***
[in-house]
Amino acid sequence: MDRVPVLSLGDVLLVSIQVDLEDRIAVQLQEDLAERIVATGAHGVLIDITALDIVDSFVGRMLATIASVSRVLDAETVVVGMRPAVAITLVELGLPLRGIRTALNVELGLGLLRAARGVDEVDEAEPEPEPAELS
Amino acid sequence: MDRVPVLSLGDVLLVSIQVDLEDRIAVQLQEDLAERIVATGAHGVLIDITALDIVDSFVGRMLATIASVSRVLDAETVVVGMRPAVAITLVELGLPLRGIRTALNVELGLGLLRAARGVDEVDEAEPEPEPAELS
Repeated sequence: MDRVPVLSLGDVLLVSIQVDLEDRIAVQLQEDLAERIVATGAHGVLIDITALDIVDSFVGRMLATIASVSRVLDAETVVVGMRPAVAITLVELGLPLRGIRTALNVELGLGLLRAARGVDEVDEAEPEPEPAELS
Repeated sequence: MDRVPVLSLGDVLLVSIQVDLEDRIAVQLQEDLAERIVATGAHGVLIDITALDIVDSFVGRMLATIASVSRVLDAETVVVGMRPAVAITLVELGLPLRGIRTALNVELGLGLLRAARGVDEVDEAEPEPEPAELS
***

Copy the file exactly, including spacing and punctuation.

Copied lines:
[in-house]
Amino acid sequence: MDRVPVLSLGDVLLVSIQVDLEDRIAVQLQEDLAERIVATGAHGVLIDITALDIVDSFVGRMLATIASVSRVLDAETVVVGMRPAVAITLVELGLPLRGIRTALNVELGLGLLRAARGVDEVDEAEPEPEPAELS
Amino acid sequence: MDRVPVLSLGDVLLVSIQVDLEDRIAVQLQEDLAERIVATGAHGVLIDITALDIVDSFVGRMLATIASVSRVLDAETVVVGMRPAVAITLVELGLPLRGIRTALNVELGLGLLRAARGVDEVDEAEPEPEPAELS
Repeated sequence: MDRVPVLSLGDVLLVSIQVDLEDRIAVQLQEDLAERIVATGAHGVLIDITALDIVDSFVGRMLATIASVSRVLDAETVVVGMRPAVAITLVELGLPLRGIRTALNVELGLGLLRAARGVDEVDEAEPEPEPAELS
Repeated sequence: MDRVPVLSLGDVLLVSIQVDLEDRIAVQLQEDLAERIVATGAHGVLIDITALDIVDSFVGRMLATIASVSRVLDAETVVVGMRPAVAITLVELGLPLRGIRTALNVELGLGLLRAARGVDEVDEAEPEPEPAELS